New Journal paper on social capital

The paper "Does social network capital buy higher agricultural prices? A case of coffee in Masaka district, Uganda" written by Joseph Mawejje and Stein T. Holden has been published in the International Journal of Social Economics.

New Journal paper on social capital

The paper is published as a New Journal Paper and can be downloaded here.


Abstract of the paper Purpose – The purpose of this paper is to investigate how social network capital may facilitate
agricultural household market access in Uganda. Specifically, the paper investigates if social
network capital has significant positive effects on the ability of households to receive higher prices for
coffee.

Design/methodology/approach – In this paper, social network capital is modeled using a
household utility maximisation problem that is dependent on consumption and social interactions.
The authors assume that social network capital mediates economic benefits through its effect on
information flow, market intelligence and collective bargaining. The paper uses two-stage least square
econometric methods to investigate whether group involvement at the household level helps farmers to
access markets with higher prices.

Findings – The findings indicate that social network capital, measured in form of density of
participation and attendance score, and multiplicative and additive indices of these, have significant
positive effects on the ability to receive higher prices for coffee.

Research limitations/implications – The authors realise that several weaknesses in the approach
could compromise the validity of the findings. These weaknesses include: the cross-sectional nature of
the data, the omitted variable bias, the endogeneity concerns of social capital, sample size and the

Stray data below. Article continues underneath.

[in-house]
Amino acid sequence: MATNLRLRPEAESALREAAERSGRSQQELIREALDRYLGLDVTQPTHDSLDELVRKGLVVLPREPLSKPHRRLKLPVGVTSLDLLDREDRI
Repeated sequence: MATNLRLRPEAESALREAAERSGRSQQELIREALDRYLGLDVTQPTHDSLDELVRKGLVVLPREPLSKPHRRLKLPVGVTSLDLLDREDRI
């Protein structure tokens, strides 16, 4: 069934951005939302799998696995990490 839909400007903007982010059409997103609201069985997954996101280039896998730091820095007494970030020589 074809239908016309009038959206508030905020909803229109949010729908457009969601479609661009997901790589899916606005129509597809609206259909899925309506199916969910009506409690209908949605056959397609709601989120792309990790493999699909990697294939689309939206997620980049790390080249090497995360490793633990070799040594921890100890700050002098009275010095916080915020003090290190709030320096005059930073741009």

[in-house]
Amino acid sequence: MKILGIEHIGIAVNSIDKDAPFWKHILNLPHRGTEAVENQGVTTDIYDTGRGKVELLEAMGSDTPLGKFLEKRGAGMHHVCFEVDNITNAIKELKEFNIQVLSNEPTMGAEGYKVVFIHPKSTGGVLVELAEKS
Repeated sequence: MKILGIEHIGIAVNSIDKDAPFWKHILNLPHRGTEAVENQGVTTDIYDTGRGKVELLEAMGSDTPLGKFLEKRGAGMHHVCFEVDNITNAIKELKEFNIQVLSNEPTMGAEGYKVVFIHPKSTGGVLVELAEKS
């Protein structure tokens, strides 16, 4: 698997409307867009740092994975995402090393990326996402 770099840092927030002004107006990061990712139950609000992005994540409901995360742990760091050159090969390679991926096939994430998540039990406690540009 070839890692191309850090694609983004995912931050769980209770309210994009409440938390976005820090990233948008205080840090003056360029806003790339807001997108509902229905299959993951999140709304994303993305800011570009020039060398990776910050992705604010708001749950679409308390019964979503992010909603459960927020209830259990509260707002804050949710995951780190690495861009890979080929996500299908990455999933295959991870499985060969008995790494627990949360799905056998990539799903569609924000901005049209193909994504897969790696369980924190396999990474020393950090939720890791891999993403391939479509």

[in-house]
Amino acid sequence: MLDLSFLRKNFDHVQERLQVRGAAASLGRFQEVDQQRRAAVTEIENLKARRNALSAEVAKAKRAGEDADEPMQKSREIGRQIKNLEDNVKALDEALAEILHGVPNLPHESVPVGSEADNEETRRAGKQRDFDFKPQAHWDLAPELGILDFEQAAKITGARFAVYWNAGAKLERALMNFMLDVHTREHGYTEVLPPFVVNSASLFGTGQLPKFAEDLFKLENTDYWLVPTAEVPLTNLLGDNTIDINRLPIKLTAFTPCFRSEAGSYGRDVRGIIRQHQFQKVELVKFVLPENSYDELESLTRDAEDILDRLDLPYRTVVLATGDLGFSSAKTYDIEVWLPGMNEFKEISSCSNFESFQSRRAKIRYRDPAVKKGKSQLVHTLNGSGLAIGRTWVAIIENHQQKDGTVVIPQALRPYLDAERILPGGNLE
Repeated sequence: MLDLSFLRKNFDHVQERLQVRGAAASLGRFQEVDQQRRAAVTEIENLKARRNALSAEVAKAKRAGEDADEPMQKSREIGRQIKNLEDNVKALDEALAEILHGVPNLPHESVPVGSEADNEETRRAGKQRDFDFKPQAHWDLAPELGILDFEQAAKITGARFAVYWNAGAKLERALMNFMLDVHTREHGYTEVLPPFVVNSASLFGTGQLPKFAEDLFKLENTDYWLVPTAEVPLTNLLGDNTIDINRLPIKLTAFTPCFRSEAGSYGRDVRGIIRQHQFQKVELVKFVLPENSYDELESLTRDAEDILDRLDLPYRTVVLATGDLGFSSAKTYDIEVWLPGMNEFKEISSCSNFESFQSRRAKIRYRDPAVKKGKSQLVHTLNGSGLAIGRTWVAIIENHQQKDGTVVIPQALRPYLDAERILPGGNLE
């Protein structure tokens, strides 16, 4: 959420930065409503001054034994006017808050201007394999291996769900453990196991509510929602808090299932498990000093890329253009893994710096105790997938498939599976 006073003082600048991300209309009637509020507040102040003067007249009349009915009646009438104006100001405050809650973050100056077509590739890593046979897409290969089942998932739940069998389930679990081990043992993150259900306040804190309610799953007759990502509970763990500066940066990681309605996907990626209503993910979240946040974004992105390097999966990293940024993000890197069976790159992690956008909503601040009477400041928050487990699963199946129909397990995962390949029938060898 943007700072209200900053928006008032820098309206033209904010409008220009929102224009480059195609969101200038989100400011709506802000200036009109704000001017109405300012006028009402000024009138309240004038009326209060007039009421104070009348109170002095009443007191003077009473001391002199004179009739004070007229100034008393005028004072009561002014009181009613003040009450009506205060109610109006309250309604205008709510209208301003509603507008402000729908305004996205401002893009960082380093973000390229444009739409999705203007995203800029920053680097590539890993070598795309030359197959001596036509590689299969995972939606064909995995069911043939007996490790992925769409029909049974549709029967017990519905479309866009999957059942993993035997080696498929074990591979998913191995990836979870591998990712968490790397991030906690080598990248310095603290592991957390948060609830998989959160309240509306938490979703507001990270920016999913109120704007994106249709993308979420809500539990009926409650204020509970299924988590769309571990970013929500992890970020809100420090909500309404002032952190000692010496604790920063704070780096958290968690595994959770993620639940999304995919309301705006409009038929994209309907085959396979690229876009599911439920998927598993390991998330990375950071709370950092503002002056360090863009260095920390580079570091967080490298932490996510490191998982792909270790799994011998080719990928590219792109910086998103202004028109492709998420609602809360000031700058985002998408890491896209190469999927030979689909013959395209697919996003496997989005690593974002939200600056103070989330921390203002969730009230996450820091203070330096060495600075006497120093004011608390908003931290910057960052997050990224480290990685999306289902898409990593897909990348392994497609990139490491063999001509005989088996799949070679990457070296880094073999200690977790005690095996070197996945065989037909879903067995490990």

dimensions that the paper choses to capture social network capital. Future research should explore
the factors that can help households to engage more in group activities.

Practical implications – The findings have important implications for government policy
especially in areas of agricultural development and poverty reduction. Specifically, governments
should pay close attention to various social groups as they can serve as important channels to achieve
better market outcomes, as is the for coffee prices in rural Uganda.

Social implications – Many governments in Sub Saharan Africa are constrained to provide basic
public goods to the people. This is due to a combination of limited budgets and lack of good leadership. In such circumstances, the people have to rely on their collective/social effort to take advantage of markets opportunities. Such opportunities can be accessed using the existing social structures whose norms and the trust between members permit cooperation.

Originality/value – The study contributes to a small but growing empirical literature on social
groups and how they can mediate social economic outcomes especially for rural households.
The empirical estimations take into consideration the endogeinety concerns associated with social interest in the roles that group activities play in agricultural development and poverty reduction. 

Published 31. July 2014 - 12:42 - Updated 28. November 2016 - 10:22